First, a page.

Why did Empire Japan invade Manchuria, China? There are two main reasons why Japan invaded China.
The Japanese economy was negatively impacted by the Great Depression of 1929. The government simply had no answer to many of the questions that were asked. In fact, there was a global depression that came about at a time when the Japanese military was strong and the civilian government was viewed as weak. This was why the people of Japan were increasingly looking to the army for a solution to their problems, as they had lost hope in the civilian government. Added to these voices were those of the army generals who suggested a campaign to find new colonies outside of Japan, with the goal of acquiring growth opportunities. This led to the full-scale invasion of the Chinese province of Manchuria. By 1931, Japan had invested very large sums of money to grow the economy of Manchuria, which at that time was under the control of the South Manchuria Railway Company. Japan also strengthened its forces in southern Manchuria so that it could hold on to its acquisition.
A growing concern in Japan was the fact that the population kept expanding and the country was becoming overcrowded because of its relatively small size. This was why the additional 200,000 square kilo meters that Manchuria provided was critical to accommodating the future spillover of the Japanese population. The Japanese people justified this because they had a very low opinion of the Chinese. Therefore, they never considered the rights of the Chinese citizens. Furthermore, it was firmly believed that Manchuria had valuable natural resources, such as fertile agricultural land, valuable forests, and much-needed minerals. At that time, Japan had many problems, and the most suitable solution to those problems seemed to be the invasion of Manchuria.
Japan had to find a way to justify the attack on Manchuria. This was why it arranged for an explosion on a section of the South Manchuria Railway. This alleged act of hostility on the part of the Chinese was used to justify the Japanese army’s attack on the Manchurian town of Shenyang. Naturally, this Japanese aggression caused outrage in the West and other parts of the planet. In fact, demands were made for Japan to withdraw from the region immediately. Because the hostilities did not originate with the Japanese civilian government, but with the army, politicians could blame everything on the so-called army hotheads and renegades.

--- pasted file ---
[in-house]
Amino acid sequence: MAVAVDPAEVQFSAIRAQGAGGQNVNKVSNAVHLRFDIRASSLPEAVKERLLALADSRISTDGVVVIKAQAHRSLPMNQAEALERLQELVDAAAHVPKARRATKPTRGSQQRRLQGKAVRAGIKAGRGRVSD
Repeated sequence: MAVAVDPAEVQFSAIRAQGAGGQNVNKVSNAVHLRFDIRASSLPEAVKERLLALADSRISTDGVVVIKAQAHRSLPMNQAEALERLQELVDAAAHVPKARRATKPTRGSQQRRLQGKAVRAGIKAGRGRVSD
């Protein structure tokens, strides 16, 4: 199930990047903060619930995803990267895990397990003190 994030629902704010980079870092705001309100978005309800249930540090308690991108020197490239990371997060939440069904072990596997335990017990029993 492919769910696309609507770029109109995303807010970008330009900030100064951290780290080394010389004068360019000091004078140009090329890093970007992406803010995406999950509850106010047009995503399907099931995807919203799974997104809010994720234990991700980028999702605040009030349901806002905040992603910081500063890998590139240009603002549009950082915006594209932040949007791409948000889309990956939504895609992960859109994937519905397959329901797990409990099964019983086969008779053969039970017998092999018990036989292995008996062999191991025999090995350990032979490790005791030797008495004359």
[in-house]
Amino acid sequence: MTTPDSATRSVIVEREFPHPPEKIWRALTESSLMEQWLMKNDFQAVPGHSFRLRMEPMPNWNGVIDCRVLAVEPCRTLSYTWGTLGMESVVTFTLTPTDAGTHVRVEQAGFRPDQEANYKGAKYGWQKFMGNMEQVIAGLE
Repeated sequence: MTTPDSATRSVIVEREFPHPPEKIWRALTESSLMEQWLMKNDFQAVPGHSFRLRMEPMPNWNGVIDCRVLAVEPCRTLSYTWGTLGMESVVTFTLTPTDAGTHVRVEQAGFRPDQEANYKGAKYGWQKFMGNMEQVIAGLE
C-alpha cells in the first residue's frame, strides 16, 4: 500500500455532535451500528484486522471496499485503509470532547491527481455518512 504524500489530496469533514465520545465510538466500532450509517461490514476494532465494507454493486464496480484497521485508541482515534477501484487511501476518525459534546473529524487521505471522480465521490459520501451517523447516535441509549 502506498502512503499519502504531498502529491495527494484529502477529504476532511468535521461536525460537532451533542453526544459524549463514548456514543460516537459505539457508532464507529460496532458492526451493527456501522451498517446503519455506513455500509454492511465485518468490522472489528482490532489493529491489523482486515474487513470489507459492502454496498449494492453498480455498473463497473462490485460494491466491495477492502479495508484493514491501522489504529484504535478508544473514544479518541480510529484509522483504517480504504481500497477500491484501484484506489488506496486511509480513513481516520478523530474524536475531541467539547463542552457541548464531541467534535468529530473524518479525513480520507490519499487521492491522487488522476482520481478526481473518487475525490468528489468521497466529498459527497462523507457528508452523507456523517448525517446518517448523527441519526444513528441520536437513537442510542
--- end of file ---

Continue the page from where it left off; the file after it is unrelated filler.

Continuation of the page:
Japan did not have a military until 1873. After the ruling of Tokugawa Shogunate government was over and Japan ended its seclusion policy, Japan began diplomatic relationships with European countries and the US. Japanese government tried to make the country like the US or European countries and “imitated” a number of things. The government also considered that to be a country like them they must have a strong military and they started drifting system. As European countries and the US colonized Asian countries, Japanese government also tried to imitate what they did and started invading neighboring countries.
The Sino-Japanese War was fought between the Empire of Japan and the Republic of China from 1937 to 1945. It is also referred to as the Japan-China Incident.
On the Japanese side, the conflict was initially called the North China Incident when it broke out, and in September 1937, the Cabinet decided to officially call it the Shina Incident.
The reason why it was called a “Incident” rather than a war is that even though full-scale fighting took place after the Ruho Bridge Incident, the two countries did not declare war until the outbreak of the Pacific War in December 1941. One reason for this was that both Japan and China wanted to avoid the economic sanctions imposed by the U.S. invocation of the Neutrality Act.